The deicing fluid flow rate varies with different induction systems and the type of ice present. Given a relatively clean system with few protuberances or irregularities in the carburetor air passage, the throttle at cruise power, 40°F carburetor-air temperature and at 4,000 pounds of air per hour, a deicing fluid flow of 1 ~ 2% of the airflow insures throttling and fuel evaporation ice is removed within approximately 5 minutes after initial application. Fluid deicing investigation of a different configuration showed similar recovery times for conditions of icing-air temperature and fluid flows comparable to those used for the investigation of cruise-power conditions. For rated-power conditions with impact icing at 25°F, full recovery within 5 minutes could not be accomplished in the second configuration with fluid flows as high as 1% of the airflow. An investigation of a larger induction system showed that deicing-fluid flows in excess of 1% of the airflow were required to remove impact icing alone.

Alcohol vapor was a potential deicing agent. This method gave slow recoveries and part of its small success do to the release of latent heat to the air stream by the vapor when it condensed. An analytical method determined the theoretical minimum amount of alcohol required to prevent carburetor icing or to compare the merits of fluids of determent composition. This method considers a number of factors, including the amount of alcohol required to lower the freezing point of water to the minimum surface temperature existing in the system, the adiabatic temperature drop due to throttling, the kinetic rise in the surface boundary layer, and the cooling effect of the evaporation of the deicing fluid. This method determines only the minimum rate of deicing fluid as perfect distribution of the fluid. British investigators have reported considerable success eliminating fuel-evaporation icing by injecting alcohol with the fuel at a rate of from 2 ~ 5 % of the fuel consumption rate. If alcohol is added to the fuel supply, it must be free of water to prevent separation of the alcohol and the fuel.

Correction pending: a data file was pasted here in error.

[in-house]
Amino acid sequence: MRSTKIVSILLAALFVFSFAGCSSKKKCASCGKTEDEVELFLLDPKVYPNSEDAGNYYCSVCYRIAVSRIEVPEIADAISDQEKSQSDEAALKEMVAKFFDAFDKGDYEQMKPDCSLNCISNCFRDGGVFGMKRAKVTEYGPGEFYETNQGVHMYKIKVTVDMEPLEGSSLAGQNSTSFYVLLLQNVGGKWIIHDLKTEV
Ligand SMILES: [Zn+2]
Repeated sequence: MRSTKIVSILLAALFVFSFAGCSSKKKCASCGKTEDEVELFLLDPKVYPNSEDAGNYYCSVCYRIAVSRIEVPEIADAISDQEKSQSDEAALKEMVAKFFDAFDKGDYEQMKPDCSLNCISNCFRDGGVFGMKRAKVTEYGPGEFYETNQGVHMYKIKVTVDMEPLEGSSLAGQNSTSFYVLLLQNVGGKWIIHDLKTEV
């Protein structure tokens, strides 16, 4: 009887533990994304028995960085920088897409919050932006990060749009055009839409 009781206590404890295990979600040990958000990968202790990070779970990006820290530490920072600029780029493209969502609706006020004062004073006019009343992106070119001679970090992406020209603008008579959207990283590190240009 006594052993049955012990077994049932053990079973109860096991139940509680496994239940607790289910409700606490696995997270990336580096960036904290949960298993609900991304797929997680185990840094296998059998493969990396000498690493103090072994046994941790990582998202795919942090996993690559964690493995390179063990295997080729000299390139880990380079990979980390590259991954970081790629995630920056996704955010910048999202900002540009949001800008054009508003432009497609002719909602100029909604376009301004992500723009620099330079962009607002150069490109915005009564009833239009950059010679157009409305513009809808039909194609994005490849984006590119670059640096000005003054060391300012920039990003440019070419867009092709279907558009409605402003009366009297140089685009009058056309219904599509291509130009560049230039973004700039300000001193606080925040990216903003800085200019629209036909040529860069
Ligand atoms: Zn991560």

In general, a fluid deicing system is inadequate and unreliable as a sole means of ice protection, and is an emergency deicing method. The recoveries obtained with heated air are usually much faster than the recoveries obtained when using a deicing fluid. If a fluid deicing system is to be need, it should be carefully designed both to satisfy the particular ice-prevention requirements of the induction system in which it is to be installed and to minimize the potential hazard common to this system of protection. Take precautions to insure positive shut-off of the alcohol system on engine shutdown to prevent accumulation of alcohol-vapor in the induction system. The results of many fluid deicing experiments indicate that the requirements of each individual induction system must be separately determined with particular scrutiny of the spray characteristics of the nozzles used and the distribution of the fluid. There are several chemicals available to deice aircraft carburetors. Most of these chemicals are mixtures of isopropyl alcohol and methyl alcohol. Some brands include additional chemicals in small amounts. These fluids remove the ice by lowering the freezing point of the water, melting the ice that has formed and preventing ice as long as the fluid is flowing. There is a limit to the amount of fluid available; thereby limiting the amount of time that it is useable, as determined by the flow rate and pressure.